In what situations is Upgrade (Intrigue) useful? I have never seen anyone buy Upgrade in the games I've played where it was available. Whenever I play with Upgrade and Swindler, I always give Upgrade to my opponents in exchange for their 5-cost cards. They never know what to do with it... What are we doing wrong? How can we make use of this card?

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  • Don't forget you can turn a card you don't need anymore into something else. Sometimes towards the end of a game if I'm short on Gold, I'll start upgrading powerful cards into whatever victory cards I can get my hands. I've eeked out some hilarious victories. Commented Jun 18, 2011 at 22:00

7 Answers 7


Upgrade is quite strong by itself for two reasons:

  1. You can use it to trash 0-cost cards that you no longer want in your deck (coppers and curses). Trashing curses is obvious, but regarding copper: do not underestimate the power of having a really small deck!
  2. You can use it to turn your Estates into Silver (always a good choice) or, even better, into a highly contested 3-cost card in a 3 or 4 player game (think Village in a pool where it is the only action-gaining card).

These reasons are enough for Upgrade to be something you want to have in your deck, and not only in one copy. There are also, in my experience, two factors stemming from the kingdom card pool that "modify" Upgrade's usefulness:

  1. If the pool is very strongly combo-oriented (lots of cards with +actions and +cards plus cards with +gold and/or +buy), Upgrade may be too slow. For example, in a pool with Festival/Smithy/Village/Nobles/Throne Room I don't think you 'd have the time to do enough with Upgrade before combos start exploding left and right.
  2. If the pool has no +buy actions, Upgrade is stronger. It's the only way you will have to gain a second card in your turn. In this case, lots of Upgrades (3-4) can serve to turn your initial turn buys (2-4 cost) to 5-6 cost cards.

And finally, don't forget that if you have too many Upgrades you can always use one to turn another into a Gold.


You can use Upgrade to gradually improve your deck while also carrying out a larger strategy. Because Upgrade is non-terminal (that +1 Action) you can turn your Estates into Silver or middling 4-cost cards into more powerful 5-cost cards while still playing your other Actions.

It is tricky, I won't deny that, but it can have some value. I don't see it as the core of your strategy, though.

  • +1 The +Card and +Action are really what make this card worth it. It can slowly improve a deck without slowing down your main game strategy. Commented Dec 1, 2010 at 19:56
  • But is losing the use of an action you planned to have from the beginning in favor of gaining one which costs only 1 more and is not usable until a few turns later worth it? Perhaps getting rid of estates early on for silver, and getting rid of early cards like coppersmith for something that helps in late game might be decent...
    – Marcin
    Commented Dec 1, 2010 at 20:43
  • 1
    I wouldn't use Upgrade to kill a 4-cost action that was part of my strategy into a 5-cost action, no. But once I had Upgrade, if I get stuck sometime with 4 coins, I might buy a middling 4-cost action expressly intending to eventually Upgrade it to the card I REALLY wanted.
    – lilserf
    Commented Dec 1, 2010 at 22:10
  • 2
    I also use upgrade to clean out curses... Probably never would use it to destroy an action card (well, maybe coppersmith...) Commented Dec 2, 2010 at 18:05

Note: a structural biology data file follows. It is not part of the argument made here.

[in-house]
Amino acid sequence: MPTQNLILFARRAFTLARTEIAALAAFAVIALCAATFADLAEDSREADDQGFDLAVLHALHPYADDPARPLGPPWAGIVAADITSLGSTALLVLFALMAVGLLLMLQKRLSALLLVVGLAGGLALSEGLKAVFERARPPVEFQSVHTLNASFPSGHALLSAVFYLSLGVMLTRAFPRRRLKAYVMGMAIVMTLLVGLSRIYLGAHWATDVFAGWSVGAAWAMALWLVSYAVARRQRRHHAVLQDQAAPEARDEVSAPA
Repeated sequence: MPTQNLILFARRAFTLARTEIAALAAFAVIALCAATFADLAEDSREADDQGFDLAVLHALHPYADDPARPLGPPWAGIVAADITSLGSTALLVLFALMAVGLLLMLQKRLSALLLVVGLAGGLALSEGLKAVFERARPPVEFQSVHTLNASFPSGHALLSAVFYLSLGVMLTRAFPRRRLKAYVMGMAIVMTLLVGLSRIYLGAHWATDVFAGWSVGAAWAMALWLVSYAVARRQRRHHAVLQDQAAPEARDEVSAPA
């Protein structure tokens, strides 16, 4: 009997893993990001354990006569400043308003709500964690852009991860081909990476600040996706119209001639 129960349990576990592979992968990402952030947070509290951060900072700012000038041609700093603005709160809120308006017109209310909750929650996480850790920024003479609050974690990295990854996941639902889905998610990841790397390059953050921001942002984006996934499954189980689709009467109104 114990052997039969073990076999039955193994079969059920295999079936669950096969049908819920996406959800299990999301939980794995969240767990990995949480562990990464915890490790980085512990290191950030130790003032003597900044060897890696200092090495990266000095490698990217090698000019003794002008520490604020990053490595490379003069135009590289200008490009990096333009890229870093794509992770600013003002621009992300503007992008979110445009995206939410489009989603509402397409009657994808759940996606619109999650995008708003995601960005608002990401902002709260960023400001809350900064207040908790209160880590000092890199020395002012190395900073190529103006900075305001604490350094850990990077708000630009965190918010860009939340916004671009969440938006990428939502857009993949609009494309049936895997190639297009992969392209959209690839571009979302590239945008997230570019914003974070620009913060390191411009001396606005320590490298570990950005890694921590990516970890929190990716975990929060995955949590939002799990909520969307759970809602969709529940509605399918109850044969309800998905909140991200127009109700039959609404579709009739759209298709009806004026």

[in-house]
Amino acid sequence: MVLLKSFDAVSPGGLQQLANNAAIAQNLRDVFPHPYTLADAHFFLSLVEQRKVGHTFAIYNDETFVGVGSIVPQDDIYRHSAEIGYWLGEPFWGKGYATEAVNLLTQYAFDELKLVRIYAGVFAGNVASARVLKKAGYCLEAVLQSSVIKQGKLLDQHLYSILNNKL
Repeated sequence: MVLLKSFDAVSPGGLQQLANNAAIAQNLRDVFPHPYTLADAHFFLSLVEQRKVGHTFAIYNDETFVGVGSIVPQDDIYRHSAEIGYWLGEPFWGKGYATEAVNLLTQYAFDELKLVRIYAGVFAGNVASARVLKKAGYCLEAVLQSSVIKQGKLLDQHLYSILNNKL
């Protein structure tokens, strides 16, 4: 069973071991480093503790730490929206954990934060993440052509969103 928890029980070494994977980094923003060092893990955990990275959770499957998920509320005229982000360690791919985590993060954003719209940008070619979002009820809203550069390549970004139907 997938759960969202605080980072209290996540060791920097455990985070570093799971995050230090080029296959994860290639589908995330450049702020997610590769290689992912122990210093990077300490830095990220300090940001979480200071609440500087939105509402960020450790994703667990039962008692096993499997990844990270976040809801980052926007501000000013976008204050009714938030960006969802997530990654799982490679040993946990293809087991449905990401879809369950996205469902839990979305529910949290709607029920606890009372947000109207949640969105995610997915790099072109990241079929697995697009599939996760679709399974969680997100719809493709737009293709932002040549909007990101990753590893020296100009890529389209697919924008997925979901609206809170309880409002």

In addition to the +1 Card and +1 Action, Upgrade is one of only two "gain a card costing X more" (note: I'm ignoring Forge here) cards that has the word exactly on it (the other is Cornucopia's Remake).

Meaning that if you Upgrade a Copper or Curse, you get nothing back (assuming you didn't play a Bridge before it). With Remodel and Expand, you must gain another card costing up to 2 or 3 more, even if the cost is lower than that of the card you trashed.

Remodel Expand



There are two key points here:

  • Your deck starts out bad.
  • Many cards are much better in the early game than later.

You can use upgrade to solve both problems. Getting rid of your starting copper (and likely estates) will improve your deck. So will trashing that first-turn buy that's just too weak to get you to provinces later. It's a non-terminal action, so it gives you a way to trash these cards without wasting turns, as you tend to do with something like chapel or steward. And do remember: it's an upgrade. You're not just removing a weak link, you're replacing it with something to strengthen your deck.

There are some great special cases, too, like upgrading four-cost actions to duchies in the end game, and trashing curses.


You can buy many Upgrade as early as possible in the game. This is a really good starting strategy. By many, I mean as much as 5 or 6 cards. It will clean your deck so quickly from all the Copper and Estate, you will be able to upgrade your Upgrade into Gold and reach the Province much faster than you can imagine.

And don't forget to upgrade your Estate to Great Hall (instead of Silver) if both are on the table!


Upgrade allows you to thin your deck with a non terminal action. Being able to get rid of coppers and curses is almost always helpful.

You an also trade out poorly performing or obsolete cards for better cards. Heck, upgrade an Upgrade to a gold :)

I love being able to thin my deck and will almost always grab 1-2 of these if there are no better deck thinning options available.


The biggest advantage of Upgrade is it helps to clean the junk (coppers, estates, and curses especially) out of your deck fast. And then, when you don't need them, turn the upgrades into gold or other 6 cost cards. Here as an example of game of how to use them effectively:


  • Link is borked!
    – aslum
    Commented Sep 12, 2011 at 6:02

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